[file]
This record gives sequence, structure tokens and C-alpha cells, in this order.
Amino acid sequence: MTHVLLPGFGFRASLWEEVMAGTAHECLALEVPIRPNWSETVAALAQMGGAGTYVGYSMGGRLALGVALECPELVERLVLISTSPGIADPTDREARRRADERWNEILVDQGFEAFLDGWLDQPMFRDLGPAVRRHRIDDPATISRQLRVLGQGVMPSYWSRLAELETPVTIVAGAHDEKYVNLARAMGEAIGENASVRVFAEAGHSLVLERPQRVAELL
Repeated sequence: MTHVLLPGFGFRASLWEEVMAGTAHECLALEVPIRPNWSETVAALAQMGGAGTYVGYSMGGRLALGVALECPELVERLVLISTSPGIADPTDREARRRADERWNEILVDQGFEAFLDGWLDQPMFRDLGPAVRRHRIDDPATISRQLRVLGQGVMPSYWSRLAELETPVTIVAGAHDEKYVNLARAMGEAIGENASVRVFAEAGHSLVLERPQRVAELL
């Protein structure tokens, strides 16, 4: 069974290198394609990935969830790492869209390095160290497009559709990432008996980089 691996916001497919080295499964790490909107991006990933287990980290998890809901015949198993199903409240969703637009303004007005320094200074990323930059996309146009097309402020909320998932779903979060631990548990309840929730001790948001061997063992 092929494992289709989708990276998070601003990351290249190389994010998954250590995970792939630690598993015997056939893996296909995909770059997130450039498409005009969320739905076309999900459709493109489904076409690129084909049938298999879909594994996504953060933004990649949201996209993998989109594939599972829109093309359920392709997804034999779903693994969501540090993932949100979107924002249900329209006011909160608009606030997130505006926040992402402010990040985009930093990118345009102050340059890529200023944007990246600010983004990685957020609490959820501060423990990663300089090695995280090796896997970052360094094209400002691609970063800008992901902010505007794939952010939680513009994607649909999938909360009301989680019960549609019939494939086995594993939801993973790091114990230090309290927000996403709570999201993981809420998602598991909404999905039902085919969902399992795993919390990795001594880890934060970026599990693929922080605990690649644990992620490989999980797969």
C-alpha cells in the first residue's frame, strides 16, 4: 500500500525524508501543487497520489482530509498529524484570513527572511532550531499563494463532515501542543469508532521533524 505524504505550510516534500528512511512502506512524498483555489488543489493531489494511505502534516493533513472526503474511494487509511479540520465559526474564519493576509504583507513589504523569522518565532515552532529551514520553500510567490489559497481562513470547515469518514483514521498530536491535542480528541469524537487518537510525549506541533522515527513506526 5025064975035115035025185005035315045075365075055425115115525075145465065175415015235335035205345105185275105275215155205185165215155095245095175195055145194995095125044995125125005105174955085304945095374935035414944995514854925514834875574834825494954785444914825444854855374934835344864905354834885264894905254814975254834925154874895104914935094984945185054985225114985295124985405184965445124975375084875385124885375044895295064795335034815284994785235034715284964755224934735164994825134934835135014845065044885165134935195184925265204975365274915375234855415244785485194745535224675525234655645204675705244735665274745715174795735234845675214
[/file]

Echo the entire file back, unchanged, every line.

This record gives sequence, structure tokens and C-alpha cells, in this order.
Amino acid sequence: MTHVLLPGFGFRASLWEEVMAGTAHECLALEVPIRPNWSETVAALAQMGGAGTYVGYSMGGRLALGVALECPELVERLVLISTSPGIADPTDREARRRADERWNEILVDQGFEAFLDGWLDQPMFRDLGPAVRRHRIDDPATISRQLRVLGQGVMPSYWSRLAELETPVTIVAGAHDEKYVNLARAMGEAIGENASVRVFAEAGHSLVLERPQRVAELL
Repeated sequence: MTHVLLPGFGFRASLWEEVMAGTAHECLALEVPIRPNWSETVAALAQMGGAGTYVGYSMGGRLALGVALECPELVERLVLISTSPGIADPTDREARRRADERWNEILVDQGFEAFLDGWLDQPMFRDLGPAVRRHRIDDPATISRQLRVLGQGVMPSYWSRLAELETPVTIVAGAHDEKYVNLARAMGEAIGENASVRVFAEAGHSLVLERPQRVAELL
């Protein structure tokens, strides 16, 4: 069974290198394609990935969830790492869209390095160290497009559709990432008996980089 691996916001497919080295499964790490909107991006990933287990980290998890809901015949198993199903409240969703637009303004007005320094200074990323930059996309146009097309402020909320998932779903979060631990548990309840929730001790948001061997063992 092929494992289709989708990276998070601003990351290249190389994010998954250590995970792939630690598993015997056939893996296909995909770059997130450039498409005009969320739905076309999900459709493109489904076409690129084909049938298999879909594994996504953060933004990649949201996209993998989109594939599972829109093309359920392709997804034999779903693994969501540090993932949100979107924002249900329209006011909160608009606030997130505006926040992402402010990040985009930093990118345009102050340059890529200023944007990246600010983004990685957020609490959820501060423990990663300089090695995280090796896997970052360094094209400002691609970063800008992901902010505007794939952010939680513009994607649909999938909360009301989680019960549609019939494939086995594993939801993973790091114990230090309290927000996403709570999201993981809420998602598991909404999905039902085919969902399992795993919390990795001594880890934060970026599990693929922080605990690649644990992620490989999980797969």
C-alpha cells in the first residue's frame, strides 16, 4: 500500500525524508501543487497520489482530509498529524484570513527572511532550531499563494463532515501542543469508532521533524 505524504505550510516534500528512511512502506512524498483555489488543489493531489494511505502534516493533513472526503474511494487509511479540520465559526474564519493576509504583507513589504523569522518565532515552532529551514520553500510567490489559497481562513470547515469518514483514521498530536491535542480528541469524537487518537510525549506541533522515527513506526 5025064975035115035025185005035315045075365075055425115115525075145465065175415015235335035205345105185275105275215155205185165215155095245095175195055145194995095125044995125125005105174955085304945095374935035414944995514854925514834875574834825494954785444914825444854855374934835344864905354834885264894905254814975254834925154874895104914935094984945185054985225114985295124985405184965445124975375084875385124885375044895295064795335034815284994785235034715284964755224934735164994825134934835135014845065044885165134935195184925265204975365274915375234855415244785485194745535224675525234655645204675705244735665274745715174795735234845675214